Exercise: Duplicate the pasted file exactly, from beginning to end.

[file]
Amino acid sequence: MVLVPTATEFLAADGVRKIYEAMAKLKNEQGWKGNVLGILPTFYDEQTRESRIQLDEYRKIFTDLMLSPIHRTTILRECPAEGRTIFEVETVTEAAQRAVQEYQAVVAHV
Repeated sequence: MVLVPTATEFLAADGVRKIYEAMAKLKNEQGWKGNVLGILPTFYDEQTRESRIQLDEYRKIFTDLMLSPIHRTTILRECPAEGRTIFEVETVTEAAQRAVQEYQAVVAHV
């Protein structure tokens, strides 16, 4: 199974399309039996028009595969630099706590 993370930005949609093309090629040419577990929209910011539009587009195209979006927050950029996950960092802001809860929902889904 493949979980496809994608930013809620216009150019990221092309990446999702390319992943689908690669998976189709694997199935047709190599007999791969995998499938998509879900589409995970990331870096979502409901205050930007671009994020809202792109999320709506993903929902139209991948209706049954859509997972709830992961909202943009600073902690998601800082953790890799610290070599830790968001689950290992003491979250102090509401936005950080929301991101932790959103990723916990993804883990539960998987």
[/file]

Amino acid sequence: MVLVPTATEFLAADGVRKIYEAMAKLKNEQGWKGNVLGILPTFYDEQTRESRIQLDEYRKIFTDLMLSPIHRTTILRECPAEGRTIFEVETVTEAAQRAVQEYQAVVAHV
Repeated sequence: MVLVPTATEFLAADGVRKIYEAMAKLKNEQGWKGNVLGILPTFYDEQTRESRIQLDEYRKIFTDLMLSPIHRTTILRECPAEGRTIFEVETVTEAAQRAVQEYQAVVAHV
């Protein structure tokens, strides 16, 4: 199974399309039996028009595969630099706590 993370930005949609093309090629040419577990929209910011539009587009195209979006927050950029996950960092802001809860929902889904 493949979980496809994608930013809620216009150019990221092309990446999702390319992943689908690669998976189709694997199935047709190599007999791969995998499938998509879900589409995970990331870096979502409901205050930007671009994020809202792109999320709506993903929902139209991948209706049954859509997972709830992961909202943009600073902690998601800082953790890799610290070599830790968001689950290992003491979250102090509401936005950080929301991101932790959103990723916990993804883990539960998987």